When the trip to the store leaves you wanting more
As a child, you made the trip to the store with your mom dozens of times. Specifically, you knew the drill – be good, get a piece of candy. While you may not have realized mom was avoiding the toy isle and the additional expense that it brought, she often was. Consequently, wise marketing began to put toy displays in the path of the general public. And that’s when it began. You laid eyes on that new shiny toy. The begging, pleading and yes even crying for the beloved toy began. Forgotten was the joy of the piece of candy you were getting or even all the toys you had at home because you wanted that toy. In a nutshell that is wanting works.
Words are free. It’s how you use them, that may cost you. tweet
The destructive power of wanting on the mind
In a moment, wanting can turn our mind from content and happy to discontent and depressed. Here’s a short list of the effects that wanting has on the mind.
- Wanting by definition is lacking. Which means you have reduced yourself to “not enough” just by the use of the word.
- Lacking is a scarcity mindset.
- When the focus is on wanting then gratitude has gone out the window. Gratitude is the foundation for happiness. When it goes, so does our happiness.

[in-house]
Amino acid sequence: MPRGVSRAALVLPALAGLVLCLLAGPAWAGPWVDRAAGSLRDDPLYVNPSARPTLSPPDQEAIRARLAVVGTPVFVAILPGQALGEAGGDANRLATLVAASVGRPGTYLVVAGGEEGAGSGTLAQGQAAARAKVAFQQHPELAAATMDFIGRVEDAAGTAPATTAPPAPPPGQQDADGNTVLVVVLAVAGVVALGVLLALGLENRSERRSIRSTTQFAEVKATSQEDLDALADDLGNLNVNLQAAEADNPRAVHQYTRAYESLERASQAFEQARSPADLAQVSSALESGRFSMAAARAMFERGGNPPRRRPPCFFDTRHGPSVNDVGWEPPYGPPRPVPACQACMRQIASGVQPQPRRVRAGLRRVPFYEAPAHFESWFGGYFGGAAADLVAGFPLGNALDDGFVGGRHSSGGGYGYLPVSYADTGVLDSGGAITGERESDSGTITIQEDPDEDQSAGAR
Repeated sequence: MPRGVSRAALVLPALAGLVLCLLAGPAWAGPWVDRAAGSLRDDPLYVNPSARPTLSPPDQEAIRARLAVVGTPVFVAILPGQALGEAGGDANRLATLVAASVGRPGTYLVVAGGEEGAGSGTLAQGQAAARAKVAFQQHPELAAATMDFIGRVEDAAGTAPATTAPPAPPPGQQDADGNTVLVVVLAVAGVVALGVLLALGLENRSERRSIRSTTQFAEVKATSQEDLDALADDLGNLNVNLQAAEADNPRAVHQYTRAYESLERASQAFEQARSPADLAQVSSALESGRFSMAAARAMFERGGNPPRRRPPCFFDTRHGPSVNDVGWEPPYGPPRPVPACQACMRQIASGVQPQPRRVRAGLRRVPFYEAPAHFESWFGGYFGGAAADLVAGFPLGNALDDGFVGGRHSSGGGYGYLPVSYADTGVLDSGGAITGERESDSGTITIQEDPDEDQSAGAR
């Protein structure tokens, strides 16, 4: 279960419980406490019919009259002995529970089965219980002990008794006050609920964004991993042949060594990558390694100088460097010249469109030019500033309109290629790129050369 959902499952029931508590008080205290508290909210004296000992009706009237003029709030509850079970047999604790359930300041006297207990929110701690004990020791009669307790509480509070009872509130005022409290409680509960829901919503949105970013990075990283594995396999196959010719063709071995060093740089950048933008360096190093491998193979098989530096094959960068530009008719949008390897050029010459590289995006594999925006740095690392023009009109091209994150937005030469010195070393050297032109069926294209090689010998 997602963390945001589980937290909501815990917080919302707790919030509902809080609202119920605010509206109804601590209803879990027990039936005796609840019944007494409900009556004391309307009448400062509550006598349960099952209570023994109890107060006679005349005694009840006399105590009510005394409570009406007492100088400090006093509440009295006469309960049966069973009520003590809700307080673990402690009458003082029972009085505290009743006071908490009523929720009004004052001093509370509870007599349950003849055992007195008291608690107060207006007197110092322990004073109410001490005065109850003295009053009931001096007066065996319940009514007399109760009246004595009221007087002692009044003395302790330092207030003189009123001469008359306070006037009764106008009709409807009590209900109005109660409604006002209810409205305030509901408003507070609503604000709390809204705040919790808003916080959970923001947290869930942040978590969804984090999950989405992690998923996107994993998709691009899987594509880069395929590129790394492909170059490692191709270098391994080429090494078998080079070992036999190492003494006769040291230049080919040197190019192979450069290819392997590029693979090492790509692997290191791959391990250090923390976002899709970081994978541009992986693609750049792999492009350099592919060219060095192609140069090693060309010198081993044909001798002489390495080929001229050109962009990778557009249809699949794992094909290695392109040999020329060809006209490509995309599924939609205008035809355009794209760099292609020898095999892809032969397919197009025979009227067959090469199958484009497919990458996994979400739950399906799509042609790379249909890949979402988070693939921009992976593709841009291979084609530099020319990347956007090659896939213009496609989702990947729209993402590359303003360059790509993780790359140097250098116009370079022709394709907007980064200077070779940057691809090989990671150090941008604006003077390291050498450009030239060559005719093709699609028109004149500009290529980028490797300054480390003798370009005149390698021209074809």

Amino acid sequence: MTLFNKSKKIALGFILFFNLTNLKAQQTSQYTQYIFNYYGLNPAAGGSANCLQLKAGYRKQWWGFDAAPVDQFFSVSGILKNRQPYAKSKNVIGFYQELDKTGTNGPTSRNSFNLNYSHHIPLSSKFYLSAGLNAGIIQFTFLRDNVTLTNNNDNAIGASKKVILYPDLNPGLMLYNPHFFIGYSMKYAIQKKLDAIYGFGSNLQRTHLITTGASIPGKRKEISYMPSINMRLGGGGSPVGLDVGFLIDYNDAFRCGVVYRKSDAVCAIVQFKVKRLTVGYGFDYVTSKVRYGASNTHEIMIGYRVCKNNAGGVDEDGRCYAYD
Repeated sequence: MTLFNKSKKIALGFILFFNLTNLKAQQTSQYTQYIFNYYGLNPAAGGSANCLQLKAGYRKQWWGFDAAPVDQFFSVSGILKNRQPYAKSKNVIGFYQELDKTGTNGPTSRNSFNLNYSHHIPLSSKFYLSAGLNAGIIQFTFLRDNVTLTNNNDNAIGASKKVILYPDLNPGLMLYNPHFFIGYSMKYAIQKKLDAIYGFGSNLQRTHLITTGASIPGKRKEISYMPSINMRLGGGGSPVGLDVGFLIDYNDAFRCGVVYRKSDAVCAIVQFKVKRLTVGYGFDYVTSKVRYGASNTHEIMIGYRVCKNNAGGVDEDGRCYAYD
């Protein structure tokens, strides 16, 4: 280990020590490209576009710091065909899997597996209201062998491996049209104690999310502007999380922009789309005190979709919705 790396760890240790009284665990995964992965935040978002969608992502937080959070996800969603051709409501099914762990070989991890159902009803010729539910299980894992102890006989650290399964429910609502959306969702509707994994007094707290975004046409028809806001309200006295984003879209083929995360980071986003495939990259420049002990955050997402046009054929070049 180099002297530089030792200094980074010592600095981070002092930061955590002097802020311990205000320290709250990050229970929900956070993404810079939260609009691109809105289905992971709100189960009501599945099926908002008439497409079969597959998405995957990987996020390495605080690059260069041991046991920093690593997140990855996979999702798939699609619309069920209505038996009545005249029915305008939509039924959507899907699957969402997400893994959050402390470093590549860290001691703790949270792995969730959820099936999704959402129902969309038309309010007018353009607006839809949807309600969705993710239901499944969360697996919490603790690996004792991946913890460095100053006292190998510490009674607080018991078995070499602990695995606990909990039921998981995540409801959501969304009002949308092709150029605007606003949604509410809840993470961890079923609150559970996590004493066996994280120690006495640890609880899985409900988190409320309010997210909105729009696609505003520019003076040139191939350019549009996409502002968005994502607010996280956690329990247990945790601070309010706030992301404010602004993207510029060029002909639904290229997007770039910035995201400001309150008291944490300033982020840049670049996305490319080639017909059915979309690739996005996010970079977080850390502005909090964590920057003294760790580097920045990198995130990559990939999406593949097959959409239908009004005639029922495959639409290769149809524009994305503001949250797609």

- Your wanting causes you to be stuck. Wanting is an adjective, not a verb. And therefore when you are wanting you are stuck in the wanting rather than taking action.
Time to replace wanting with working
At this instant, I pray you’ve made the wise decision to strike wanting from your vocabulary. It will likely take some practice, but it will be well worth the effort. In light of removing a word that has a destructive power, it’s important to replace it with a word that creates progress. And progress is by definition is the movement toward a goal. The word I find effective for using in the place of wanting is working.
Now instead of “I want a new car” (insert sad, distressed face) I strengthen my motivation and determination by saying “I’m working towards a new car” (insert determined face). Here’s a short list of the effects that working has on the mind:
- Working is a verb and thus is an action word. When we tell our mind to take action it becomes unstuck
- Working implies progress. According to Teresa Amabile and Steve Kramer in their book titled The Progress Principle, progress ignites joy, creates engagement and improves creativity.
- Working is an act of faith. And faith has the power to move moutains.
Grab your journal; it’s your turn to grow
Take a few moments and reflect on where you have been stuck.
- In the area that you are stuck, can you identify your wanting statements?
- Take some time to journal several “I am working statements.”
- Enlist an accountability partner to help you catch yourself when you fall into the old habit of using “I want”